Uncle George ,Sugie, 2-8-1892 , 1965 ,Sugie & Yaemon,3-8-1880,Uncle Jay, 1918-1960
my grandmother died at 73 the age that I am now her thin grey hair was tied back in a bun was she ever young? coming from a foreign land her songs were of an old Japan coming to America a picture bride "fresh off the boat" a timely phrase did she ever love? Grandpa and Grandma everyday bickering mumbled sounds long ago my mother remembers "when papa drank sake" fights were brutal and bloody now with age just words how do you get out of this slave trade world your children are the keys work and save work and slave send your sons to be a doctor but Uncle George died at 22 Uncle Jay died at 42 a doctor whose dream to be an artist was it suicide Grandmas' dreams flew by only English was my mistake back then when-- Japs were defeated in war I only wanted to be American NO, "I don't speak Japanese" and Grandma don't speaku Enguirish so we are pigeons in the dark we never touched I'm not sure why did we ever play Bill Wither Sings "grandmas, hands played a tambourine so well" my Grandma never did I tried to understand but it's been so long ago Grandma picking strawberries cracked hands filled with fresh hopes scorched from the sun Note: Bachan means grandmother in Japanese. I don't like to be called Bachan and Grandma because I don't feel like a grandma and when I digged deeper I remembered my own Bachan. Her story was so sad. She was creative, a great cook but her life was tragic. I suppose that may be a reason why I don't want to be Bachan--call me Auntie. Aloha Auntie. I spoke pigeon English to Grandma--so speaku Engurish means speak English.
Invitation to Peace early morning these days no T.V. no radio prone to quietness I meditate everyday the same way like sitting on a rabbit's foot I feel lucky bound by our desires I watch the incense rise clouds turn into rain turn into spring flowers no birth no death a yogini blossoms in the night unbound by the clarity of daylight busy busy busy thoughts busy buzzing clear the space toss them out watch them fly before they fall catch moments Genie Nakano, June 25, 2020
These are tanka that come to me as I meditate. I have aligned them into a tanka series.
rocks in a tumbler i have settled with time polishing the gems (originally published in Ribbons and Spillwords)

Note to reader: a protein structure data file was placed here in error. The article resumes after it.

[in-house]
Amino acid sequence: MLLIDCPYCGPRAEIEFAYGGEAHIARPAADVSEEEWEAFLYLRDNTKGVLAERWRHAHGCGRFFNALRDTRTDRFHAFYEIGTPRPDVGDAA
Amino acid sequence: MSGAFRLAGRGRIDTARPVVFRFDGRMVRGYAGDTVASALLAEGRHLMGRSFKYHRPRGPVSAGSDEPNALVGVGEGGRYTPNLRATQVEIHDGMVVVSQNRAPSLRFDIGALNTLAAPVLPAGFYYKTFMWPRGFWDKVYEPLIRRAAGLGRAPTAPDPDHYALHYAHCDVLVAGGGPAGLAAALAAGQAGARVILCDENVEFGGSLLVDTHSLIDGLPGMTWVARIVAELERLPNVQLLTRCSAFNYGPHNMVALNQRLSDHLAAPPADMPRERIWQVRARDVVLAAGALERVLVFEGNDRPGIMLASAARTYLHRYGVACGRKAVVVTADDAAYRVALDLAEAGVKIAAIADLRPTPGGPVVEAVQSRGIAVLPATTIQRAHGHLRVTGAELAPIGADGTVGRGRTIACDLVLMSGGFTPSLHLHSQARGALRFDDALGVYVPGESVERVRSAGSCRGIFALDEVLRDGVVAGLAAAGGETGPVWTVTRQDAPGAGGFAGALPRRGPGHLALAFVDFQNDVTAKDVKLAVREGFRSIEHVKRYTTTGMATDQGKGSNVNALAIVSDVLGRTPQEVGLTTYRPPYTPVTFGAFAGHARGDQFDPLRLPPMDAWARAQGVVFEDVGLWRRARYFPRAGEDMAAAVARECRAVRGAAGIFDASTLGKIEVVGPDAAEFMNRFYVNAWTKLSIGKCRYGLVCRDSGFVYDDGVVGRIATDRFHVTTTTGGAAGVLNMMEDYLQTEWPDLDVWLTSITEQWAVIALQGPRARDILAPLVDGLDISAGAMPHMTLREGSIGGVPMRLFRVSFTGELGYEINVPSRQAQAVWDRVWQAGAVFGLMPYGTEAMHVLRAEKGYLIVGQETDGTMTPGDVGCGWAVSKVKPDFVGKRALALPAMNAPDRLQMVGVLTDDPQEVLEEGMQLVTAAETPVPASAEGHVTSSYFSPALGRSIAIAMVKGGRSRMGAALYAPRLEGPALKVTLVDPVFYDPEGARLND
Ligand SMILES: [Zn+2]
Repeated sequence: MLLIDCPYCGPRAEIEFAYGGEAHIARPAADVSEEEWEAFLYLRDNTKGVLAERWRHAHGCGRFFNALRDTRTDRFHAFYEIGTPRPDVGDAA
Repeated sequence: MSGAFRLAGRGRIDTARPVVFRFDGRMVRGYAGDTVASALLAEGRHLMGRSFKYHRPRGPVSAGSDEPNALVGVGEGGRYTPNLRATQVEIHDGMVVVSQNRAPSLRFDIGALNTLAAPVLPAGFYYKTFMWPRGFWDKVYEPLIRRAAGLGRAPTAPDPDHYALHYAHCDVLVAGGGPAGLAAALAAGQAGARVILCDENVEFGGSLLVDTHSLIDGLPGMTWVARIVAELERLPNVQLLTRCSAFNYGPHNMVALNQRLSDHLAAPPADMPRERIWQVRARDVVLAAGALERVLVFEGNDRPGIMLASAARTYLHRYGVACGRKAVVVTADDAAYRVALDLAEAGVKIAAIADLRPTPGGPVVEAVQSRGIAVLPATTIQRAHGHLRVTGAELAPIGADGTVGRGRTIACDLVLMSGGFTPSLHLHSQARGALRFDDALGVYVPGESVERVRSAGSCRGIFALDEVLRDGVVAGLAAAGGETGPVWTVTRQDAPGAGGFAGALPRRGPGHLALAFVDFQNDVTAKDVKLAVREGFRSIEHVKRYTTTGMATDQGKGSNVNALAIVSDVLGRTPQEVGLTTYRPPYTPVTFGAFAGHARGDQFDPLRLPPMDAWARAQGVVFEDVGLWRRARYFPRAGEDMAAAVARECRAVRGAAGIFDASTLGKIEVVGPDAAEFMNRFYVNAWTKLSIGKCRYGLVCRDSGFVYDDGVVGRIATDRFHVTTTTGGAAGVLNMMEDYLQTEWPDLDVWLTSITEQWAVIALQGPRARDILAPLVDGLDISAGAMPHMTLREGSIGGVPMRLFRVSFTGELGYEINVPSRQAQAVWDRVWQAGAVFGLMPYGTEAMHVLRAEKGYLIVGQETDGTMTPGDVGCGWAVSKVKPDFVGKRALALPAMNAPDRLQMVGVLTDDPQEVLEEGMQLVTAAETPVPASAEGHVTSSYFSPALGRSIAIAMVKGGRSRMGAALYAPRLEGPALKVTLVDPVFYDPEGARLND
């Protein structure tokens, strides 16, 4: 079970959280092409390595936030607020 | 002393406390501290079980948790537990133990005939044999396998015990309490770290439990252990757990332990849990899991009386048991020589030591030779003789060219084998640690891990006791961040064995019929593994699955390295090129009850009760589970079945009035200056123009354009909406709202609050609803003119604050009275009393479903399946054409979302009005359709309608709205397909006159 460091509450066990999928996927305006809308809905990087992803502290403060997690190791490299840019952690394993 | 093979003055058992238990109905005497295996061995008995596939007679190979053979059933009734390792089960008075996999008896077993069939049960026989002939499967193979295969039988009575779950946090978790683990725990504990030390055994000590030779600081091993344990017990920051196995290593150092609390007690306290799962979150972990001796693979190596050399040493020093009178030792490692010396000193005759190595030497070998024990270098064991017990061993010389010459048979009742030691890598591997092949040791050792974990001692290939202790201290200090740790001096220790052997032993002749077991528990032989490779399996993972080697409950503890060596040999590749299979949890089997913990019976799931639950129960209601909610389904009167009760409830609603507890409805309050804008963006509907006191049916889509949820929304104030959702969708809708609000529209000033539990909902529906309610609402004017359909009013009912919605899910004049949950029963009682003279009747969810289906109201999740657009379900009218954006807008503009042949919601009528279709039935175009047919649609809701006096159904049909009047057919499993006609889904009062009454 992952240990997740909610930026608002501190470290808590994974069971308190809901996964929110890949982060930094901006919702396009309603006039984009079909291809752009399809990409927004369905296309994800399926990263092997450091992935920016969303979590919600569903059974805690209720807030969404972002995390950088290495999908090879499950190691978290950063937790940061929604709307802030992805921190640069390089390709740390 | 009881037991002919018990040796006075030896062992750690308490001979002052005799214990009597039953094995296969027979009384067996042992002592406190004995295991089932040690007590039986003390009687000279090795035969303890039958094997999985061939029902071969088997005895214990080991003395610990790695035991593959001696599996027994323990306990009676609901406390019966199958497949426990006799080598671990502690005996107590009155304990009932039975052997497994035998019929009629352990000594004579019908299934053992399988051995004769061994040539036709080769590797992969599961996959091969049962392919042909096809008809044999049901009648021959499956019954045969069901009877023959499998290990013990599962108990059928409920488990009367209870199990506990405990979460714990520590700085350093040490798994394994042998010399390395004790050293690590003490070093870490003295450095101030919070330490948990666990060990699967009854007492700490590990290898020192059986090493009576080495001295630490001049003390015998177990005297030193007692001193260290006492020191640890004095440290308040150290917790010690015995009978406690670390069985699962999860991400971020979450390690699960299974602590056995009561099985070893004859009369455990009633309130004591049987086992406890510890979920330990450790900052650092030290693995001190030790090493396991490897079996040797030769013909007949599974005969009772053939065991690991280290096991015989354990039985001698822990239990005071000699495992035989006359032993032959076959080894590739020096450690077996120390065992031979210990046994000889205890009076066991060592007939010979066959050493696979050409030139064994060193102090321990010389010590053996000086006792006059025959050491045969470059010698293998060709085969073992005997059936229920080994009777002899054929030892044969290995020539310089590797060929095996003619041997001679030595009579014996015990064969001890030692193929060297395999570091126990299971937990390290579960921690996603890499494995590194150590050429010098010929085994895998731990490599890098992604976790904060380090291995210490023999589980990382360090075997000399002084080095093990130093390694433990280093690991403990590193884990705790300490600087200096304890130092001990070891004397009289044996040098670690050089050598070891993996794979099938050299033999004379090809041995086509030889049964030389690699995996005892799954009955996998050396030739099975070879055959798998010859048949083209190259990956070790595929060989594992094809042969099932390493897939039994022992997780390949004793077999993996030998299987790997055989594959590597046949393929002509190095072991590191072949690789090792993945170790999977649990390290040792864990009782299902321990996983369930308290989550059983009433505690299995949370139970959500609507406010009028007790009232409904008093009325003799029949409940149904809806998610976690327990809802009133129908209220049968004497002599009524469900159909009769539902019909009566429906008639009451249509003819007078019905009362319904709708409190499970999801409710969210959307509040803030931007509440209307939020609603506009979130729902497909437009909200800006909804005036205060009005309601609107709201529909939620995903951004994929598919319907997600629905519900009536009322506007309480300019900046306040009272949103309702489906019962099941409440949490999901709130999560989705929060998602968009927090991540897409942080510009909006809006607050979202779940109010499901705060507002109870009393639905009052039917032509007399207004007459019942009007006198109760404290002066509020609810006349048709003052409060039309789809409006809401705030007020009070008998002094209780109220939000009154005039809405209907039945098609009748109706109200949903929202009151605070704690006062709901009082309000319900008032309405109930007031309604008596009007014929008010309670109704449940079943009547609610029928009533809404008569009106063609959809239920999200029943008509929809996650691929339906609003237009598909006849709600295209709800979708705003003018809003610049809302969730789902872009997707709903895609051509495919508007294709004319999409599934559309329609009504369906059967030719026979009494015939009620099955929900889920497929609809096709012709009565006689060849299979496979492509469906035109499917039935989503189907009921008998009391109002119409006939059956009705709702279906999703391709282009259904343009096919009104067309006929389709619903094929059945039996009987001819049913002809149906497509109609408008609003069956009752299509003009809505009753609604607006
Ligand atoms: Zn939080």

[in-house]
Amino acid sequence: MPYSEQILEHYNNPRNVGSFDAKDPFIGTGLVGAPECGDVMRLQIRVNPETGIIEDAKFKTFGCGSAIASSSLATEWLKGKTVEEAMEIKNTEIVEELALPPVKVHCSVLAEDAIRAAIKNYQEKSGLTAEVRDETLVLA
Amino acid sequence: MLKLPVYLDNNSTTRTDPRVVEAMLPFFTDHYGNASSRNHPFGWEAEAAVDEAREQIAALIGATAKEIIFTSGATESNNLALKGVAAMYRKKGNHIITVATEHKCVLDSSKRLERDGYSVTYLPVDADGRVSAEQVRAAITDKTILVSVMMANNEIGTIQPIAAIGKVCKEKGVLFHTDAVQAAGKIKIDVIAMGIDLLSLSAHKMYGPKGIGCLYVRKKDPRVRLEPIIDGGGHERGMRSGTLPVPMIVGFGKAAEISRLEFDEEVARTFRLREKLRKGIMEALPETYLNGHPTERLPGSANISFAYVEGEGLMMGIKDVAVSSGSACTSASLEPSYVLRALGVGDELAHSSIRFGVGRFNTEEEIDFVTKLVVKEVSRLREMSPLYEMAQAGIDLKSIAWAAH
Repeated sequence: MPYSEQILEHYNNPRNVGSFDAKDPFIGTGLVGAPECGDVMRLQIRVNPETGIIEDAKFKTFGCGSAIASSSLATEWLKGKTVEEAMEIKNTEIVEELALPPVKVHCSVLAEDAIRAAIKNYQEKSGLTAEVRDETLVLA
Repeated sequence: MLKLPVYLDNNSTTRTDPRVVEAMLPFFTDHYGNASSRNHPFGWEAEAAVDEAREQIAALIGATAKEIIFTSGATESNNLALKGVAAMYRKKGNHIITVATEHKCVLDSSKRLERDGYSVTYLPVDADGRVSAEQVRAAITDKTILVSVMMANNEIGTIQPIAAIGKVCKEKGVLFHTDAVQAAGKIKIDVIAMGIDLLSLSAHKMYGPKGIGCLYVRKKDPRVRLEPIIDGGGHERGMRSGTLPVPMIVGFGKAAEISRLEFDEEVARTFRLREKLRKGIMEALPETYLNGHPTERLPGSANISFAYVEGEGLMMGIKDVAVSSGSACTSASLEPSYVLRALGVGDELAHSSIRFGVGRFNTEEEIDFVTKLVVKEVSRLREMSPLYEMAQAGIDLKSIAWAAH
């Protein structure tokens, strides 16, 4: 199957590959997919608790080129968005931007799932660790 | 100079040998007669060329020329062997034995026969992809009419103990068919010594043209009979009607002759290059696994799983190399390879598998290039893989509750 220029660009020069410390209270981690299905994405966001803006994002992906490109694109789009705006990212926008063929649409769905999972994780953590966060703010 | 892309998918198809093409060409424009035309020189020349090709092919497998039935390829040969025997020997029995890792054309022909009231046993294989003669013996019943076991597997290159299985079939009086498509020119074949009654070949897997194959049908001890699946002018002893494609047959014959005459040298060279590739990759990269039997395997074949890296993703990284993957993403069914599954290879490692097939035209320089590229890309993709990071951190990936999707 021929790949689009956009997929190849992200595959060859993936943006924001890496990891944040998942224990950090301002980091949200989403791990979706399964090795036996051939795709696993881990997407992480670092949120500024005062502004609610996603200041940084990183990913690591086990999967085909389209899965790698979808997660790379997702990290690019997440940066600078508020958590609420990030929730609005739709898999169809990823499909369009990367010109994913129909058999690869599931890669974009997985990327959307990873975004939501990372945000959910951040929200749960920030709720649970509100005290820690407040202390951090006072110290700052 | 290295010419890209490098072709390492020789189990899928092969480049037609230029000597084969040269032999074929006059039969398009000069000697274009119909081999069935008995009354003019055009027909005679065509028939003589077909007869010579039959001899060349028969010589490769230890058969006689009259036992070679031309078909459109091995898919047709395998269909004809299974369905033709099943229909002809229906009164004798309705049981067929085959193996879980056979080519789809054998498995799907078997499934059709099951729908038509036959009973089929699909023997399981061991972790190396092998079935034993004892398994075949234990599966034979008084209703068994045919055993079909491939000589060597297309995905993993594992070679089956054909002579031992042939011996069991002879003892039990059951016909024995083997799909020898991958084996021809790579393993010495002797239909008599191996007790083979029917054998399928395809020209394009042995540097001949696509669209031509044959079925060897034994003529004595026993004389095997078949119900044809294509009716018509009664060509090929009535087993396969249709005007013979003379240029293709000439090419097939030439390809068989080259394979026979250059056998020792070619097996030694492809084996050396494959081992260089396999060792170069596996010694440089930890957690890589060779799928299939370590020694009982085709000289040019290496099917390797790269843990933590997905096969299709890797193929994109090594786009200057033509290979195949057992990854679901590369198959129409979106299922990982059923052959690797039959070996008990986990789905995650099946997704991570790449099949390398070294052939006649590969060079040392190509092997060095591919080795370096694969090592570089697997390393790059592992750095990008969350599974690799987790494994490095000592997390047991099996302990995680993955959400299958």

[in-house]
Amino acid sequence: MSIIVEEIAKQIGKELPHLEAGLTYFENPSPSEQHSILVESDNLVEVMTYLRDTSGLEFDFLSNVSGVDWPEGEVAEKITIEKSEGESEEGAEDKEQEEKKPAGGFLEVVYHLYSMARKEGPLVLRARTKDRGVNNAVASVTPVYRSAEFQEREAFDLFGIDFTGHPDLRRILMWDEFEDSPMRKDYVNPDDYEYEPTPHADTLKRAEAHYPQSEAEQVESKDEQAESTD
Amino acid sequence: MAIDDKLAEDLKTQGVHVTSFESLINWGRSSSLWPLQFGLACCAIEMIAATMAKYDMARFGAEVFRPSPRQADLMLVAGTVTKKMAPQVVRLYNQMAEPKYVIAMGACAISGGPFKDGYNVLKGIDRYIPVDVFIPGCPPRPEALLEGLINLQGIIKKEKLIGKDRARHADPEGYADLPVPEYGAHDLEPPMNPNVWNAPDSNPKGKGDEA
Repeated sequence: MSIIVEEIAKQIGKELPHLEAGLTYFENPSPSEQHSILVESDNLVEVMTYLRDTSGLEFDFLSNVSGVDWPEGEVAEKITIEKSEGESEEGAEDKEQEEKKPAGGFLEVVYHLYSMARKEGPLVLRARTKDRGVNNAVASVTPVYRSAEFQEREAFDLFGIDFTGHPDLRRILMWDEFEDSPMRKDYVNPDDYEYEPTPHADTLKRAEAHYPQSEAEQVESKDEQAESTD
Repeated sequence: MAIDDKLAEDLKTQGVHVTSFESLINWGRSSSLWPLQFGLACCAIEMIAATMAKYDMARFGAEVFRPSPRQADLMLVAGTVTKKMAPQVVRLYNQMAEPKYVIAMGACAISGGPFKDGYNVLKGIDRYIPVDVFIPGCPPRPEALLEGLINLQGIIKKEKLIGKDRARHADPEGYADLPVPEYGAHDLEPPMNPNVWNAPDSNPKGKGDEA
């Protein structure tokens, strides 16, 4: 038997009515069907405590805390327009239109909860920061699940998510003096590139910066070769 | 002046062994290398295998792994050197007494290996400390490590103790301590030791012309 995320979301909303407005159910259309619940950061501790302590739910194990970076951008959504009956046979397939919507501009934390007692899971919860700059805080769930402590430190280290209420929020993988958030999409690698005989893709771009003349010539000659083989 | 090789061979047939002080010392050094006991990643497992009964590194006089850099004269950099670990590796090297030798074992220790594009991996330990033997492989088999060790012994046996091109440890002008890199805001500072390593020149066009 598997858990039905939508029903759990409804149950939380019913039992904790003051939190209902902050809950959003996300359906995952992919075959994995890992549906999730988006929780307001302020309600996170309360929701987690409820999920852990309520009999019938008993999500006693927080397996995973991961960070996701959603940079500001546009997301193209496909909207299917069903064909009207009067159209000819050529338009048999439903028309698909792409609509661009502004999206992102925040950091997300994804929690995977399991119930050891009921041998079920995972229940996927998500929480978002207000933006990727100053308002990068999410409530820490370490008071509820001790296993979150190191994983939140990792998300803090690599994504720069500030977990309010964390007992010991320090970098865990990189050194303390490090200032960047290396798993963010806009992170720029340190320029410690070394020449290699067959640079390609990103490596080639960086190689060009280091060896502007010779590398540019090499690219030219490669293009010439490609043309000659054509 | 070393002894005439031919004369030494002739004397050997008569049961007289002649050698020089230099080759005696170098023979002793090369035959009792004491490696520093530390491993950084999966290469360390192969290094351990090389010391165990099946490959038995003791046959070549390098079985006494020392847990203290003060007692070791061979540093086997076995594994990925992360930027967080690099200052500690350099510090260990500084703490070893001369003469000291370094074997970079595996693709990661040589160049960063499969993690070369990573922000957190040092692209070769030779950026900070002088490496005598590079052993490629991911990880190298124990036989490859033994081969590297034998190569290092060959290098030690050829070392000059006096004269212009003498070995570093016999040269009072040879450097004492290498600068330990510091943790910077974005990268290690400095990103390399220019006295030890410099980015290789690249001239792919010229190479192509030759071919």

This poem is written by my poet friend Selma Benjamin. She is 101 years old. She has been through the holocaust. She is gentle, kind, and very wise. Here is one out of her hundreds of poems that she has given me permission to print. Here goes:
Crazy plague from unknown source
Makes us turn lives upside down
Racism can no more be dismissed
Protesters up against police power
Pedestrians instead of cars on freeways
Looters exploit the situation
Fires, sticks and guns appear
Everyone is suddenly a criminal
Loneliness is multiplied a hundred times
Black and white replace nature’s colors
Boredom greys sunny days
Email takes beauty out of language
Zoom depersonalizes schools and meetings
Phone exhausts voice and feeling
Human beings are very sick
Scientists please find vaccines and cures
SB June 1
I watch him gently touch her face gaze into her eyes-- my practical man keeps his hands in his pockets (originally published in Atlas Poetica: editor M.Kei)
Toto is sleeping, brother and hubby are working today, practical men….
HAPPY FATHER’S DAY
this is my hood
where concrete meets the sky
neon lights twinkle
humanity in your face
born here, loved here, die here
I was born in East L.A., Boyle Heights, CA USA
in the Japanese American Hospital, May 15, 1948. Racists in America often refused to care or treat Japanese Americans, so we built our own hospital in Boyle Heights on a hill. I don't remember being born but when I went back as a teen, I remember the sweet care I received. I'll never forget it. I spent the next 8 years living in projects, Aliso Village, Ramona Village in East Los Angeles then on to two different Long Beach Navy projects. I feel sorry for anyone who didn't get to live in the projects. It was a lot of fun. There were always kids to play with. The one on Williams street had swings, jungle bars and enough room for hopscotch and marbles on the grass.
IF I don't write my life down none of it makes sense
Originally published in Ribbons an American tanka Journal.